A week or so ago, when a reader complained about the special bus lanes on Route 50 in Arlington, I took the opposite side of the issue.
I said it is futile to try to build enough roads to accommodate a nation that travels exclusively by private auto. We must put more emphasis on mass transit.
There was a lively response from readers. Few topics command as much interest as those that relate to the ease or difficulty people encounter in moving about, especially in going to and from work.
Getting there used to be half the fun, as the travel agents say. For a few minutes each day, even the most harassed among us could enjoy the peace and solitude of a private car - a powerful machine that could be made to go fast or slow at the driver's whim, and guided along short-cuts or over long, scenic routes, depending on the driver's mood. But now, alas, the driver's route and pace are determined by circumstances that are beyond his control - and getting there is no longer even half-the-fun it used to be.
Today there are too many people, too many cars, too much pavement, too much crowding, too much accident victim, too much pollution being created and too much energy being used. And each time we build a new bridge or highway, I said, additional automobiles seem to come out of the woodwork to make the new facility as crowded as the older ones.
Jack C, Martin of the Highway Users Federation immediately challenged this view, and the remainder of the letters that arrived from readers divided about evenly between those who agreed with me and those who thought I was some kind of nut.
What unsettled me was that the best-written letters were from people who disagreed with me.
A note from Arlette Hennessey of Falls Church will illustrate the point. "Generally, your answer may have been right," she wrote. "A bus lane is justified on corridors with a regular flow of buses. But setting aside 33 percent of the carrying capacity of a main artery for an occasional bus is indefensible.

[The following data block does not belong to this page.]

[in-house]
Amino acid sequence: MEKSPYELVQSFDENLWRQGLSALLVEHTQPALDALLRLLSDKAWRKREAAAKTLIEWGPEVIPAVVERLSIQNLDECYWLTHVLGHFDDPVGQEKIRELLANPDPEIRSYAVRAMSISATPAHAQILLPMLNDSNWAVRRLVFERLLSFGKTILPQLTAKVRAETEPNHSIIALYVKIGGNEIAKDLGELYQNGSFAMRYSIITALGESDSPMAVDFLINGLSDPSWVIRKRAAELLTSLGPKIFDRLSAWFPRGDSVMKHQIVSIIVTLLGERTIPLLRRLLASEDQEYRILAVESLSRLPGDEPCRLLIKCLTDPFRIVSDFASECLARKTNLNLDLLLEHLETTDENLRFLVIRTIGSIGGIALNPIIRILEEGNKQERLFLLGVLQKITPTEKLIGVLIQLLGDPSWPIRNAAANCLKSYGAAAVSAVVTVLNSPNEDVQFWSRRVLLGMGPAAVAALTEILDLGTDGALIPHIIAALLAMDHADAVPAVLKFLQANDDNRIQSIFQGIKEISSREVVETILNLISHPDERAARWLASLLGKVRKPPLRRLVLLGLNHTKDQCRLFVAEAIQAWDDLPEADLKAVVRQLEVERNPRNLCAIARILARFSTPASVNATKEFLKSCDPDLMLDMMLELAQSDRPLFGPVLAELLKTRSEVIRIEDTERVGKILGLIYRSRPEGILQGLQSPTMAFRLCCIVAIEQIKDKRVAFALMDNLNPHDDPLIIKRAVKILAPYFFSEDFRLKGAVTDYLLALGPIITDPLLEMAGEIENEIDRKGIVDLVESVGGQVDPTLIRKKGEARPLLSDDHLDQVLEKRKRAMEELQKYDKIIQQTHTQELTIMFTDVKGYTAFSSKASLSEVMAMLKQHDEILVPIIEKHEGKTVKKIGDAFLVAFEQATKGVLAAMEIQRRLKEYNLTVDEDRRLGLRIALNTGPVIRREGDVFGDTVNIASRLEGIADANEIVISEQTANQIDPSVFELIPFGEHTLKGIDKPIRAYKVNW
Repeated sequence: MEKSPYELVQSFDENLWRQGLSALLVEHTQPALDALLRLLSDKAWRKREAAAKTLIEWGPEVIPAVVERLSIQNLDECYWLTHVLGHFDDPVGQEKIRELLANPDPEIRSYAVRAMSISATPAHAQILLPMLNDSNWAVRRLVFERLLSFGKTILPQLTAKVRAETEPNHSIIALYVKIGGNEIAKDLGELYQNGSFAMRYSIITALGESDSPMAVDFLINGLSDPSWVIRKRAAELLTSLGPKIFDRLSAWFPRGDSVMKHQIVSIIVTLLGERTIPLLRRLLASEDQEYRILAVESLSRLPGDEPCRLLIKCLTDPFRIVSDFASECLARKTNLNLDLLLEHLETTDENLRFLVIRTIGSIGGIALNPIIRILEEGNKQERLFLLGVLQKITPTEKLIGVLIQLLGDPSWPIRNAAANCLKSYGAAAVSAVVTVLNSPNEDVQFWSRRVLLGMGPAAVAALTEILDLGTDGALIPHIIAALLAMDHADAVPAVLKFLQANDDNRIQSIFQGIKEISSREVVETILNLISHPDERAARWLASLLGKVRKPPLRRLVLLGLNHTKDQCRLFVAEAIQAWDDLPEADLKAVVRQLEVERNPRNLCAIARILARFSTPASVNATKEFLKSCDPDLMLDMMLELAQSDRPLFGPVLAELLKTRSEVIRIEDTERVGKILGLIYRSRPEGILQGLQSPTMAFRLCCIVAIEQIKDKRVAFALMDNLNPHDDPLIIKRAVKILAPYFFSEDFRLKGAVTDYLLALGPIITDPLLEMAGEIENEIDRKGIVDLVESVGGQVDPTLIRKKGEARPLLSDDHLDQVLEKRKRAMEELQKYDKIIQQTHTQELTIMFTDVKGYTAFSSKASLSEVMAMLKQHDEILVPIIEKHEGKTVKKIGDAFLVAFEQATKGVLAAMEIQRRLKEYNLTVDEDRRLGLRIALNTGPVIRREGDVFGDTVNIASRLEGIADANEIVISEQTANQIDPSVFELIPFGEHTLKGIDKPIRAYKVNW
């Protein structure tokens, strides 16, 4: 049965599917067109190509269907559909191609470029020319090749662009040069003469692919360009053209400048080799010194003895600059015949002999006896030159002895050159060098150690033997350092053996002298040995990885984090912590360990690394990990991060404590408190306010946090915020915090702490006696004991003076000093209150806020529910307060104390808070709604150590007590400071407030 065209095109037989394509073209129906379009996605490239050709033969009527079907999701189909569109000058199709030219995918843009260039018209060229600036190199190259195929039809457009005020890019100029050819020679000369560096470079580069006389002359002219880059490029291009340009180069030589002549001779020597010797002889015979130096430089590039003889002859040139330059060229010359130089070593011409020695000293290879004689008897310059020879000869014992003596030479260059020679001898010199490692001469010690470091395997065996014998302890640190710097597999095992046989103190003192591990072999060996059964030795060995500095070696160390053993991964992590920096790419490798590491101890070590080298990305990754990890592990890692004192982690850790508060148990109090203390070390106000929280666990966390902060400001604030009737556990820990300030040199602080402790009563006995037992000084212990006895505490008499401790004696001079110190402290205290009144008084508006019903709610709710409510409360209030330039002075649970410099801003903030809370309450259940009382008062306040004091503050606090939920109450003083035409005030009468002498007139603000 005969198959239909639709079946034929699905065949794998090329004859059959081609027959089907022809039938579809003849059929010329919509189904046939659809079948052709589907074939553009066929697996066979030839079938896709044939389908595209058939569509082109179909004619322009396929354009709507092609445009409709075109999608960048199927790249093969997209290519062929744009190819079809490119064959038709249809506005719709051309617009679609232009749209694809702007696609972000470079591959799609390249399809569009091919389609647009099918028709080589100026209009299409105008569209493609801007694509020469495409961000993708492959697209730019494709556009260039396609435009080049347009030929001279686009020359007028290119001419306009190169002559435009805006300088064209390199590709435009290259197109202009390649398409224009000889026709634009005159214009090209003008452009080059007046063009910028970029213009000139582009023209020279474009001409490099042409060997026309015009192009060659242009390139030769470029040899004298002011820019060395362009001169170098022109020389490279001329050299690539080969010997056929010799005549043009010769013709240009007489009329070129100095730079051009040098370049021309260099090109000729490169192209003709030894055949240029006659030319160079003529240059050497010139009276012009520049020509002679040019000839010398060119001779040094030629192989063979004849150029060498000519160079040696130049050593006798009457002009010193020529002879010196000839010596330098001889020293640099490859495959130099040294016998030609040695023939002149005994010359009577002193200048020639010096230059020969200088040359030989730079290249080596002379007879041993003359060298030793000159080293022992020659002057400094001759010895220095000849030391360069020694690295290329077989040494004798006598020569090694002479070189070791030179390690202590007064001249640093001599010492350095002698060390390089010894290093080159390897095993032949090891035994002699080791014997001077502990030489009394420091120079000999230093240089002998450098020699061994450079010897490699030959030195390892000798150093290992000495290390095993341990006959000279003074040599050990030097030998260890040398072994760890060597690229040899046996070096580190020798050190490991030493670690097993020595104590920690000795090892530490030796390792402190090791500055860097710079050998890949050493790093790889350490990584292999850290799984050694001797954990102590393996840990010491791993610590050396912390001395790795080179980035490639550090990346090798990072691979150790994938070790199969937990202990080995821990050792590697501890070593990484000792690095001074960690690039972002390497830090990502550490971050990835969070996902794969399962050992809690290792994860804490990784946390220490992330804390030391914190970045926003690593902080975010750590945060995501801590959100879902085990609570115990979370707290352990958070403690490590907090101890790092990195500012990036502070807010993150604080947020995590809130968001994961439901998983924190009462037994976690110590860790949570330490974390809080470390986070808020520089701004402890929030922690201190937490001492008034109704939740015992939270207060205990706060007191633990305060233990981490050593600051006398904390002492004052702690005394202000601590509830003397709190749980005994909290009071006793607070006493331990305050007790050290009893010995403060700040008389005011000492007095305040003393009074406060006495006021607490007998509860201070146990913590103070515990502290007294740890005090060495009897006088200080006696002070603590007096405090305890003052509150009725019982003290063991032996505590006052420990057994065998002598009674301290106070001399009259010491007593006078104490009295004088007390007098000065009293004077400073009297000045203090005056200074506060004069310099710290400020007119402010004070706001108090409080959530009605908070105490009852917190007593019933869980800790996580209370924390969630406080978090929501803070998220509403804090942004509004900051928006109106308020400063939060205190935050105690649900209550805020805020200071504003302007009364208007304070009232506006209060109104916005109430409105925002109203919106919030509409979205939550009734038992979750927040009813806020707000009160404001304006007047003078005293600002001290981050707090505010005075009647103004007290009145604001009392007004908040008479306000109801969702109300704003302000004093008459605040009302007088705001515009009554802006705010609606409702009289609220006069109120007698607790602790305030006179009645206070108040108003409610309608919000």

"During rush hours, that additional land could permit a steady flow of hundreds of cars that now plod along in a start-stop energy-consuming snarl on two lanes.
"To shunt hundreds of cars aside for one or two buses is also an indefensible waste of taxpayers' dollars.
"I would be more than happy to take a bus to work to avoid driving, but it is absolutely impossible for me to catch one on Route 50 to get to work on time (7 a.m.) at Crystal City. I have verified this with Metro."
Good point. The unavailability of Metro service affects more people than those who work from 9 to 5 may realize. There are tens of thousands of policemen, firemen, nurses, cleanup crews, maintenance people, waiters, butchers, produce handlers truck drivers, telephone operators, public utility troubleshooters, printers and people in similar callings who must arrive before Metro service begins, or leave work after Metro service ends, or simply live in areas that have little or no public transit service.
Several who wrote said that police enforcement of the bus lane restriction was long overdue because too many scofflaw drivers had been using the bus lane to pass scores of law-abiding drivers, and later would risk accidents as they forced their way back a legal lane.
Another problem was mentioned by several readers: Many drivers want to leave Route 50 on the single lane that leads to the 395 interchange near the Pentagon. However, on many occasions that one lane can't handle all those cars, so a backup forms and sometimes extends for almost a mile.
The alternatives a driver faces are equally unattractive: Either get into the right (bus) lane early and break the law, or stay legal until the last moment and then hope you can get into the right-turn lane without causing an accident.
Inasmuch as I do not commute on Route 50 each day, I am in no position to form an intelligent opinion about the advisability of maintaining a special bus lane on that specific stretch of highway. That much I will concede.
However, I still think it is sound policy to encourage the use of mass transit and to give priority to mass transit.
It might also pay to provide the public with more buses and trains, and with more extensive service than present patronage justifies. The hope would be that those newly added seats would fill up as fast as newly added bridges and highways do.